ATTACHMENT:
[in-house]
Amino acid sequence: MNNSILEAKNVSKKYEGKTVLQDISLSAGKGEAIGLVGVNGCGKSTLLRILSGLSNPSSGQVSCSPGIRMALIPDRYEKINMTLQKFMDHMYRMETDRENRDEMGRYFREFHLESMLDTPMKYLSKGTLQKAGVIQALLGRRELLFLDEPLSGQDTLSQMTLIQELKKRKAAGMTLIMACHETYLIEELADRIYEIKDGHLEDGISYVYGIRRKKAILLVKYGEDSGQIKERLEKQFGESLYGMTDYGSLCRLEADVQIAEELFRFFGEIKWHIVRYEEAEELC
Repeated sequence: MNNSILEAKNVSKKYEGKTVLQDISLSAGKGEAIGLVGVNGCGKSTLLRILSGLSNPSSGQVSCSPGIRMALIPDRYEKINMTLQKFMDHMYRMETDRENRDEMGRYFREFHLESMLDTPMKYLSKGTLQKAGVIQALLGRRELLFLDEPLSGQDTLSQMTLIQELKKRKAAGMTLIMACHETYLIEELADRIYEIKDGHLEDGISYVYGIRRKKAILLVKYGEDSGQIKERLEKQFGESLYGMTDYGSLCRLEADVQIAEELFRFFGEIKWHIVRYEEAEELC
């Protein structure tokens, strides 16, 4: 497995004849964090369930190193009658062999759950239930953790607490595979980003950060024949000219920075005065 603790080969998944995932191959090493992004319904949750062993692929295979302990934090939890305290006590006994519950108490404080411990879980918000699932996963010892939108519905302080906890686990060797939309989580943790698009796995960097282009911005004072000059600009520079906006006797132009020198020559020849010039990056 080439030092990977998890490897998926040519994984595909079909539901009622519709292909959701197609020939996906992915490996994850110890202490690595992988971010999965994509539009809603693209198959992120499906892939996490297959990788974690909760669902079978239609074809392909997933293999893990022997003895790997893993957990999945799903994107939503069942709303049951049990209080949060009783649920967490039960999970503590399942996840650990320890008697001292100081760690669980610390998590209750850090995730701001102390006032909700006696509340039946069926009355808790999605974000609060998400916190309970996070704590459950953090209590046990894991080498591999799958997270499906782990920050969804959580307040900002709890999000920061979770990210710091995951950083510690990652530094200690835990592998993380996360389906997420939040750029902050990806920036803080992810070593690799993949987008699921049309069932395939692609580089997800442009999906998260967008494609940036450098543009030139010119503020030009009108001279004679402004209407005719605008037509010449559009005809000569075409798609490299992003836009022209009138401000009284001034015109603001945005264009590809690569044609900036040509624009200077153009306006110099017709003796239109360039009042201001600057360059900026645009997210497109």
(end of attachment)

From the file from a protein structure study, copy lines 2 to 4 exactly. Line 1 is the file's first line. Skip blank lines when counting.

Amino acid sequence: MNNSILEAKNVSKKYEGKTVLQDISLSAGKGEAIGLVGVNGCGKSTLLRILSGLSNPSSGQVSCSPGIRMALIPDRYEKINMTLQKFMDHMYRMETDRENRDEMGRYFREFHLESMLDTPMKYLSKGTLQKAGVIQALLGRRELLFLDEPLSGQDTLSQMTLIQELKKRKAAGMTLIMACHETYLIEELADRIYEIKDGHLEDGISYVYGIRRKKAILLVKYGEDSGQIKERLEKQFGESLYGMTDYGSLCRLEADVQIAEELFRFFGEIKWHIVRYEEAEELC
Repeated sequence: MNNSILEAKNVSKKYEGKTVLQDISLSAGKGEAIGLVGVNGCGKSTLLRILSGLSNPSSGQVSCSPGIRMALIPDRYEKINMTLQKFMDHMYRMETDRENRDEMGRYFREFHLESMLDTPMKYLSKGTLQKAGVIQALLGRRELLFLDEPLSGQDTLSQMTLIQELKKRKAAGMTLIMACHETYLIEELADRIYEIKDGHLEDGISYVYGIRRKKAILLVKYGEDSGQIKERLEKQFGESLYGMTDYGSLCRLEADVQIAEELFRFFGEIKWHIVRYEEAEELC
């Protein structure tokens, strides 16, 4: 497995004849964090369930190193009658062999759950239930953790607490595979980003950060024949000219920075005065 603790080969998944995932191959090493992004319904949750062993692929295979302990934090939890305290006590006994519950108490404080411990879980918000699932996963010892939108519905302080906890686990060797939309989580943790698009796995960097282009911005004072000059600009520079906006006797132009020198020559020849010039990056 080439030092990977998890490897998926040519994984595909079909539901009622519709292909959701197609020939996906992915490996994850110890202490690595992988971010999965994509539009809603693209198959992120499906892939996490297959990788974690909760669902079978239609074809392909997933293999893990022997003895790997893993957990999945799903994107939503069942709303049951049990209080949060009783649920967490039960999970503590399942996840650990320890008697001292100081760690669980610390998590209750850090995730701001102390006032909700006696509340039946069926009355808790999605974000609060998400916190309970996070704590459950953090209590046990894991080498591999799958997270499906782990920050969804959580307040900002709890999000920061979770990210710091995951950083510690990652530094200690835990592998993380996360389906997420939040750029902050990806920036803080992810070593690799993949987008699921049309069932395939692609580089997800442009999906998260967008494609940036450098543009030139010119503020030009009108001279004679402004209407005719605008037509010449559009005809000569075409798609490299992003836009022209009138401000009284001034015109603001945005264009590809690569044609900036040509624009200077153009306006110099017709003796239109360039009042201001600057360059900026645009997210497109």